|Included Refrences||204 References (List...)|
|Cited by other Articles||0 Citations (List...)|
|Name||Affiliation||Home page||Total pubs|
|Theofanellis TN||Πανεπιστήμιο Αιγαίου Σχολή Κοινωνικών ΕπιστημώνΤμήμα Περιβάλλοντοςfirstname.lastname@example.org||2|
Article is cited by:
References included in article:
|Order of appearence||Full citation||SRCosmos Link|
|1||Akriotis T, |
(1987). Breeding biology of reed and great warblers. Ph.D. thesis. Edward Grey Institute of Field Ornithology, Department of Zoology, University of Oxford.
|2||Allaby M, |
(1998). Dictionary of Ecology. Oxford University Press, second edition, Oxford.
|3||Allander K, |
(1997). Reproductive investment and parasite susceptibility in the great tit. Functional Ecology 11(3): 358 – 364.
|4||Amundsen T, Slagsvold T, |
(1998). Hatching asynchrony in great tits: a bet-hedging strategy? Ecology 79(1): 295-304.
|5||Amundsen T, Slagsvold T, |
(1991). Asynchronous hatching in the pied fly catcher – an experiment. Ecology 72(3): 797 – 804.
|6||Arteaga L, Marin M, Monros JS, Barba E, |
(2001). Changing quantity or quality? Responses of parents to varying nestling food demand. The avian calendar: exploring biological hurdles in the annual cycle. Third conference of the European Ornithologists’ Union. Haren/Groningen, Netherlands.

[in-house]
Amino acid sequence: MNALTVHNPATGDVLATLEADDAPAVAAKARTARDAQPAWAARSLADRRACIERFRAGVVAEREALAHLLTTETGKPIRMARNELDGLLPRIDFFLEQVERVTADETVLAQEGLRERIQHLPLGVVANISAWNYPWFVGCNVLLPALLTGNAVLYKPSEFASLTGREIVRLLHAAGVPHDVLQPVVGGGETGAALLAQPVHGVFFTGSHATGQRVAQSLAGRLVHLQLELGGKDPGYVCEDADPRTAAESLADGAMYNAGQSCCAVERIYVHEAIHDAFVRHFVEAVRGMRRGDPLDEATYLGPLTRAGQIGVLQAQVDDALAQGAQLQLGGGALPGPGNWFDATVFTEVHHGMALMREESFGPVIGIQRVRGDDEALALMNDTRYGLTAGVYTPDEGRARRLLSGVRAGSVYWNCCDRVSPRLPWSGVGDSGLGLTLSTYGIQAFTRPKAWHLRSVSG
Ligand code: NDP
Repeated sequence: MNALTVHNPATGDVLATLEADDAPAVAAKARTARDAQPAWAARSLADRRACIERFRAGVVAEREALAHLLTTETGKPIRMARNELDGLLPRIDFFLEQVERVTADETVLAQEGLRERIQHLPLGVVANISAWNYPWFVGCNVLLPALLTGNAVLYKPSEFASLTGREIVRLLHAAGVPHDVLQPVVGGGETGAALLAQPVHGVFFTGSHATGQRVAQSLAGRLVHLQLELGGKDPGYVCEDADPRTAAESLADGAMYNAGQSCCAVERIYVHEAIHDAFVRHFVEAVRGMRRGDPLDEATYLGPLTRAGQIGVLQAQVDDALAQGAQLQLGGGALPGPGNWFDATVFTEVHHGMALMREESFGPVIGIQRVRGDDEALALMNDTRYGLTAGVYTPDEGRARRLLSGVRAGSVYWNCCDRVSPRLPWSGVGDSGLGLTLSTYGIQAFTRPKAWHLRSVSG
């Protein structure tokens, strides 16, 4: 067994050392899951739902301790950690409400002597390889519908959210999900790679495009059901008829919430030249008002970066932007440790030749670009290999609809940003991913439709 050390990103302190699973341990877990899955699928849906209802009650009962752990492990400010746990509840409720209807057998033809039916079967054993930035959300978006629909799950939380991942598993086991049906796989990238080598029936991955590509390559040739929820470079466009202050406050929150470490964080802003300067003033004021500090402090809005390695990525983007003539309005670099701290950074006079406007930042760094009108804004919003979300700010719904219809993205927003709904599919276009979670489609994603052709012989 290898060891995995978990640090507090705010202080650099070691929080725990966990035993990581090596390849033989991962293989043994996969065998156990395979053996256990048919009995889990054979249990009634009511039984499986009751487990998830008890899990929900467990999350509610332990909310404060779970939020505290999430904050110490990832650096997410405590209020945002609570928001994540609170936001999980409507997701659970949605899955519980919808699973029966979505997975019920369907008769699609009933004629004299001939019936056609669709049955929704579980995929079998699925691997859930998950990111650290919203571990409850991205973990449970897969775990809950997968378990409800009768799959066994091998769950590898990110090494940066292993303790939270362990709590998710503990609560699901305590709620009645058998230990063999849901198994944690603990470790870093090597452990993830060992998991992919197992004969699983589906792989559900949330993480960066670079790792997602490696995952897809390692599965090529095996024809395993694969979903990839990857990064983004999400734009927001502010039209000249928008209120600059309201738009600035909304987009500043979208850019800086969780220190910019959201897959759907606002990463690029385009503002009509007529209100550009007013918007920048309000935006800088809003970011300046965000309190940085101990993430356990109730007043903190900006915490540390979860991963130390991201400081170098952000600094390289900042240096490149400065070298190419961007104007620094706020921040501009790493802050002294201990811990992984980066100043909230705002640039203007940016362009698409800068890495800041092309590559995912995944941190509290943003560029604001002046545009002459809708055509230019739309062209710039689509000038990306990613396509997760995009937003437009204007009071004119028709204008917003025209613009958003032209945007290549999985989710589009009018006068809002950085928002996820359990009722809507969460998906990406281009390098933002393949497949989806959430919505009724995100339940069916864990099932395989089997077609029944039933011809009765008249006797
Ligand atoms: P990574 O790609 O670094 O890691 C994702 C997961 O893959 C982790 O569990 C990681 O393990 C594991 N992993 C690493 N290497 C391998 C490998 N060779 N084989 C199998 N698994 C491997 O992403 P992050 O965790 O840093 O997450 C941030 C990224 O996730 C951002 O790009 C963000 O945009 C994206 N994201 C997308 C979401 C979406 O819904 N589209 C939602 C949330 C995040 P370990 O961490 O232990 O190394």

|7||Austin GE, Houston DC, |
(1997). The breeding performance of the buzzard buteo buteo in Argyll, Scotland and a comparison with other areas in Britain. Bird Study 44(2): 146-154.
|8||Baldi A, Csorgo T, |
(1994). Influence of age and dominance status of male and female great tits on laying date, clutch size and egg dimensions. Acta Zoologica Hungarica 40: 99 – 107.
|9||Balen-Van JH, |
(1973). A comparative study of the breeding ecology of the great tit
|10||Parus major in different habitats. Ardea 61: 1 –95.|
|11||Balen van, J.H. , Potting P.J. (1990). Comparative reproductive biology of four blue tits populations in the Netherlands, p. 19-38. In J. Blondel , A. Gosler, J.D. Lebreton & R. McCleery (eds). Population biology of passerine birds: an integrated approach. Springer Verlag, Berlin.|
|12||Barba E, Garcia DM, Gi-Delgado JA, Lopez GM, |
(1994). Moth abundance and breeding success in the great tit population where moths are the main nestling food. Ardea 82: 329 –334.
|13||Barba E, Gil-Delgado JA, Monros JS, |
(1995). The costs of being late: consequences of delaying great tit Parus major first clutches. Journal of Animal Ecology 64: 642 – 651. 135
|14||Barba E, Monros JS, Gil-Delgado JA, Delgado JA, |